Luxury Vinyl Plank, or LVP flooring, is resilient, shaped like hardwood planks, has a natural wood texture, and comes in a huge variety of styles.
The fact that LVP also comes at a great price makes it an attractive choice for a lot of homeowners. You would easily find LVP in big stores, online platforms, as well as local outlets. This amazing material is also heavily promoted by interior designers and DIY home improvement shows.
If you’re thinking about installing LVP, you can consider this article as your ultimate guide on what is LVP flooring (Luxury Vinyl Plank): the pros and cons of LVP.
LVP is a type of flooring that’s affordable, resilient, and stylish. Unlike the sheet vinyl that came out in the 1930s, it’s designed to look more like wood than a plastic derivative. This includes the look, the feel, and even the texture.
This type of flooring managed to mimic the wood-like effect while remaining a viable option economically. This is achieved through designing these planks as a composite structure. The base PVC layer is both strong and flexible to provide the needed backing for the next layers.
In the middle, there’s a water-resistant core that also contributes to the overall rigidity and strength of the planks. The top layer is where the vinyl comes in, and it’s where the color and texture appear. This is often called the ‘wear layer’.
The vinyl ‘wear layer’ could be as thin as 6 mm or as thick as 30 mm, depending on the intended usage. The residential requirements often fall in the 6-12 mm range, while the higher calibers are reserved for commercial uses.
It comes down to expected traffic and required protection. And as expected, the more resistant floors usually come at higher prices.
The huge buzz around LVP flooring is proof enough that it’s a noteworthy product. But we prefer to see tangible reasons. Here are some of the pluses of using this luxury material.
The look of hardwood flooring is a timeless style that looks good in any room size and around all types of furniture. It’s a rare thing to find anyone who isn’t happy around natural hardwood flooring. It’s outrageously expensive though, and quite needy in terms of maintenance.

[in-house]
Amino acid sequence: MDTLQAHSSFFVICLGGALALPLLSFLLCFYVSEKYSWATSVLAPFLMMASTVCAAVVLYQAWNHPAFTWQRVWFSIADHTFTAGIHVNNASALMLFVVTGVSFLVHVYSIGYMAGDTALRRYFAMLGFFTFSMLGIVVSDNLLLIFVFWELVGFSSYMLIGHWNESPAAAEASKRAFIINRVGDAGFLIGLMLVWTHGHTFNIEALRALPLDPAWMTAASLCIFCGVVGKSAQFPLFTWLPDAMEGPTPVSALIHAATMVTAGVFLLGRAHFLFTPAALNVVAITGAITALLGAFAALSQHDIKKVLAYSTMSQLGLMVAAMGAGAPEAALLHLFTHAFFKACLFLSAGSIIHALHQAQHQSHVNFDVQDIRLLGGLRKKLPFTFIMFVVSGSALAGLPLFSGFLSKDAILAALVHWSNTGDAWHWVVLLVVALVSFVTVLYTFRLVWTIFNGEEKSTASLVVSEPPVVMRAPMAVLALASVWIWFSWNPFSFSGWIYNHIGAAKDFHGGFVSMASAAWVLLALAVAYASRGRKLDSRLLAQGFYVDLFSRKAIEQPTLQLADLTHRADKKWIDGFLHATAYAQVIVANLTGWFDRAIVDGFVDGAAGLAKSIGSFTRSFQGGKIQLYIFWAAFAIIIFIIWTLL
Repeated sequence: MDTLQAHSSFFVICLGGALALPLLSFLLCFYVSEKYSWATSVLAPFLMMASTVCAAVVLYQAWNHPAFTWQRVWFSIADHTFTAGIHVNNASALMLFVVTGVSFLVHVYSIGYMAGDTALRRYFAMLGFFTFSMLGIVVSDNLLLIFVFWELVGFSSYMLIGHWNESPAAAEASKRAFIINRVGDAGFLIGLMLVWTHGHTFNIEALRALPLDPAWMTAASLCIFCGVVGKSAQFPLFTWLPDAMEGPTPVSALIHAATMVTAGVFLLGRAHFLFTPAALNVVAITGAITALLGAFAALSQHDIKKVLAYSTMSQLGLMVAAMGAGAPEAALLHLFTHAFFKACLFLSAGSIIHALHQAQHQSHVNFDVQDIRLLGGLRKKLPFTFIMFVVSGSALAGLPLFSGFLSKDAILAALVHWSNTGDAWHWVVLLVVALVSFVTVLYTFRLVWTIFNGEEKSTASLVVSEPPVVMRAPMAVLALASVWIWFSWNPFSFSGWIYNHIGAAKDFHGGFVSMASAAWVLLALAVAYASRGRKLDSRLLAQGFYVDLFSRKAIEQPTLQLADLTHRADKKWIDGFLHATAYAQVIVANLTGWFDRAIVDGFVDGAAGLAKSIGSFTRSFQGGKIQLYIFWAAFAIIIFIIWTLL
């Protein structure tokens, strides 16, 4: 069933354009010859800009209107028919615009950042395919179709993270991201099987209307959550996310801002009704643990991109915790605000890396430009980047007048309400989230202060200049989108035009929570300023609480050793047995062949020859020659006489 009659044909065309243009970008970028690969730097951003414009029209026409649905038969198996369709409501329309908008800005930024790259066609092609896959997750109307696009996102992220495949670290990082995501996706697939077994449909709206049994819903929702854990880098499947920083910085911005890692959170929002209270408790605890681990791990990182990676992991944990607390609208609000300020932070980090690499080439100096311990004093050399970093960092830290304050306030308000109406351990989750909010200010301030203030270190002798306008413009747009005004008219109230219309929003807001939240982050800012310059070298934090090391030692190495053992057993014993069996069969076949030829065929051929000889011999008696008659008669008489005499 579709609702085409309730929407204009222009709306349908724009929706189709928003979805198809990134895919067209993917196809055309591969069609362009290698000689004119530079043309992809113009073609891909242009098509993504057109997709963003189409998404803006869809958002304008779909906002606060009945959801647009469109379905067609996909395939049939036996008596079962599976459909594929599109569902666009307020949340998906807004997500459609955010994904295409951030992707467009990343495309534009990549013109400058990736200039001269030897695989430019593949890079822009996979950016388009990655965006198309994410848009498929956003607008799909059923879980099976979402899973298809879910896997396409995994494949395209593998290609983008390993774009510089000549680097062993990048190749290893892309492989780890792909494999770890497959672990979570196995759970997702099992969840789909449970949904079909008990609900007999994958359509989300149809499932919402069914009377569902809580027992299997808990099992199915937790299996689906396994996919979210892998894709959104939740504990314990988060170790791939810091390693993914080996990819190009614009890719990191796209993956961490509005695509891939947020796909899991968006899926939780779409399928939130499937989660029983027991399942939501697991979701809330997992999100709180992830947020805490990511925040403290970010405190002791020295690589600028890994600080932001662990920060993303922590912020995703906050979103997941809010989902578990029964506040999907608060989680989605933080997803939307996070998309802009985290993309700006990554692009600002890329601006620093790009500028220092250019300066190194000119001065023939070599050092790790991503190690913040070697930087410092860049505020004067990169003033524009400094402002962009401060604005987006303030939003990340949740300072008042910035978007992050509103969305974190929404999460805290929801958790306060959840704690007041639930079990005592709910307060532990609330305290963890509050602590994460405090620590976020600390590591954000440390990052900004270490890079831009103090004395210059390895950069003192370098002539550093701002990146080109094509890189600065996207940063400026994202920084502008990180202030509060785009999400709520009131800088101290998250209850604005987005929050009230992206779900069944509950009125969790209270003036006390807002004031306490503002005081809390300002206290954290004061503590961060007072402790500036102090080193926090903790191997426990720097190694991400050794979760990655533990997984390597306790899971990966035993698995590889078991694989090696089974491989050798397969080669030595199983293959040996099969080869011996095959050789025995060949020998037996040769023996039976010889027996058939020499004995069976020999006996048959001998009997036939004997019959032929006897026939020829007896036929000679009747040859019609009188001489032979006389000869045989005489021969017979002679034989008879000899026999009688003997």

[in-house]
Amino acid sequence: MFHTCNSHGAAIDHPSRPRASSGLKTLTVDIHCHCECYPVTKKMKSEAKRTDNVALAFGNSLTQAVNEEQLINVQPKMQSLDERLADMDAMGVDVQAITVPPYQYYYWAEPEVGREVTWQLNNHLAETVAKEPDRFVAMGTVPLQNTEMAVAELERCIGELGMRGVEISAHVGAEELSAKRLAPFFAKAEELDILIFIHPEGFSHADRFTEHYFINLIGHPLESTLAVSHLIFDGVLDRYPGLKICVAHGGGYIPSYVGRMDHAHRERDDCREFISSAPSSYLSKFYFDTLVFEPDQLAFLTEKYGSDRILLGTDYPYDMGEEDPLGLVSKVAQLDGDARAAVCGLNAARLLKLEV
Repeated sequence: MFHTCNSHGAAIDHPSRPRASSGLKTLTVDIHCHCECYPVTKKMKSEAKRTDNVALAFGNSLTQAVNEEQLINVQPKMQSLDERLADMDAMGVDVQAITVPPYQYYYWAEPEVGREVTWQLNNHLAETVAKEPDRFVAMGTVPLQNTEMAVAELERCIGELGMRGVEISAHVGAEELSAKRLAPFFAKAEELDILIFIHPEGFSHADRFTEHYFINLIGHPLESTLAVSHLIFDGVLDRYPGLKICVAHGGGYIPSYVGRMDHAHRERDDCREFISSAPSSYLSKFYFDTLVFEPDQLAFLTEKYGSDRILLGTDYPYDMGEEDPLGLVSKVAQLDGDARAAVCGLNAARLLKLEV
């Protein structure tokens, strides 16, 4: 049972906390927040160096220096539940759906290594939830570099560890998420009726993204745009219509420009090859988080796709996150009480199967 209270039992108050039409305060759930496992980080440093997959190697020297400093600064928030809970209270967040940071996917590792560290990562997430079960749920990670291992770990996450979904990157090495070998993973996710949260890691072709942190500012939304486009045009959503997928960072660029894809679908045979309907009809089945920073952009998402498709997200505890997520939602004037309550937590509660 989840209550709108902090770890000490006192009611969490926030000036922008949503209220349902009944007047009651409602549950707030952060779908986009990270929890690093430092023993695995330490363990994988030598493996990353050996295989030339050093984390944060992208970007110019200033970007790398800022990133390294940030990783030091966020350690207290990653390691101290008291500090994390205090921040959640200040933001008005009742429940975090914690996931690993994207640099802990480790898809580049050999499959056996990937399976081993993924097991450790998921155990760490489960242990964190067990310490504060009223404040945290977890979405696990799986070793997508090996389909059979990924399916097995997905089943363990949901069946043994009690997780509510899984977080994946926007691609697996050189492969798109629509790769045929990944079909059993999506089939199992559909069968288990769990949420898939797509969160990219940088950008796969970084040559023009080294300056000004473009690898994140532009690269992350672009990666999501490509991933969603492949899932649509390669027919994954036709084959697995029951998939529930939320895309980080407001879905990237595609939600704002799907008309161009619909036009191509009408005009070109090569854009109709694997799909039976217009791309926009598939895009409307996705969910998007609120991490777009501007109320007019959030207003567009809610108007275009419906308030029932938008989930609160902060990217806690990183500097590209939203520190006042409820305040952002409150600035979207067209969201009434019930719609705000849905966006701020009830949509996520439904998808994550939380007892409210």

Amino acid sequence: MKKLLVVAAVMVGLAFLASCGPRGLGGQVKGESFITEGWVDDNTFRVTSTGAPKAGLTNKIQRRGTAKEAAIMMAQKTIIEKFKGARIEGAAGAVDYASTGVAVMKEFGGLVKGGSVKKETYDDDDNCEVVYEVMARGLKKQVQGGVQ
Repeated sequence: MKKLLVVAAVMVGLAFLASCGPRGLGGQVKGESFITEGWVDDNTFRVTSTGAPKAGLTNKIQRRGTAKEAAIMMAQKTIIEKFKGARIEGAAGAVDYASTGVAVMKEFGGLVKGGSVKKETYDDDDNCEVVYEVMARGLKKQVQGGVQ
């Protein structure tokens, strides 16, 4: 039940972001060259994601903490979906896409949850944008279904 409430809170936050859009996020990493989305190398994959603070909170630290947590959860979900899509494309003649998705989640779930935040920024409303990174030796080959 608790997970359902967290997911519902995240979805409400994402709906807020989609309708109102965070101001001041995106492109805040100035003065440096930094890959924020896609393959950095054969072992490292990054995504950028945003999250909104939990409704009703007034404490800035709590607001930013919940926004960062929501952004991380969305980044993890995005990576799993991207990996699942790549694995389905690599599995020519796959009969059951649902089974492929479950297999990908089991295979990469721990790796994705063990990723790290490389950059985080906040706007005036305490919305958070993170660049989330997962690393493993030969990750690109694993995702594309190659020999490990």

LVP provides a brilliant solution to this buyer’s predicament. It provides a realistic imitation of hardwood, minus the heaps of cash, and the meticulous cleaning requirements.
LVP comes in a gazillion tones, and it’s cut out in rationally sized planks. Thus, you can place it in any room, and it would match with the wall paints and the furniture.
Being durable and resistant to heavy traffic makes LVP a better choice than even laminate floors. It can be used in the home, office, shop, and many other settings.
LVP is water and scratch-resistant, which is a feature hardwood lacks. Thus, you can install it in demanding spaces like kitchens, living rooms, and dining areas. It’s not fully waterproof though, so you might avoid bathrooms or outdoor spaces.
There are close cousins to LVP that are completely waterproof, and share the general characteristics of imitating natural materials in a budget-friendly way. These are Wood-Polymer Core (WPC) and Stone-Polymer Core SPC.
Installing LVP flooring doesn’t require the same skill level as that needed to lay in laminate floors or hardwood planks. It just needs gluing and setting in place.
This definitely attracted plenty of homeowners who are good with DIY work.
Luxury vinyl plank flooring is wonderful in so many ways, but like everything else, it has its limitations. Here are some of its downsides.
No matter how close LVP flooring comes to hardwood, it would still lack the warmth, texture, and value of the natural material.
This is especially true when homeowners put their houses for sale. Despite the stylish look of LVP and its comparatively high price, it’s often valued at much less than hardwood. Interestingly, LVP and laminate floors have similar prices, yet laminate gets a higher valuation.
This is probably because LVP is relatively new in the market, and a lot of potential buyers still associate it with the old sheet vinyl. This perception will probably change in the near future.
Unlike the connectivity method of laminate floors and Luxury Vinyl Tiles (LVT), LVP is installed by gluing the planks to the floor.
The glue is rather easy to apply, but it has a strong smell that could last for days after installation. Some people are put off by that, but the smell goes away gradually. Good ventilation helps in dissipating this odor quickly.
Removing or maintaining LVP floors could also be a bit challenging. The glued-in planks become stubborn with time and take some effort to remove. Still, some people say that replacing a few planks of LVP is much easier than dealing with the interconnected laminate floors.
LVP is made from three layers that are typically bound together by ‘plasticizing’ agents. It’s believed that some manufacturers use substances that might contain phthalates.
For decades, phthalates were listed among a group of chemicals that could cause health issues to humans, especially, for children or pregnant women. Fortunately, most manufacturers are aware of that and produce LVP that’s free from such toxins and hazardous substances.
Some brands of LVP might not perform too well under harsh sunlight. The UV light tends to fade the colors where it hits the floors. And if some parts are covered by a rug, then a homeowner might end up with partially faded floors!
Luckily, not all brands are that susceptible to the effects of UV light. Then again, it might be a good idea to consider the lighting around the house before laying out the LVP.
Luxury Vinyl Planks, or LVP, is an amazing new type of flooring that imitates hardwood in so many ways. Even better, it comes in a multitude of natural wood tones, it’s durable, and it comes with a budget-friendly price tag.
Like everything else, it has its strong points and its limitations, but we believe that its pros far outweigh its cons.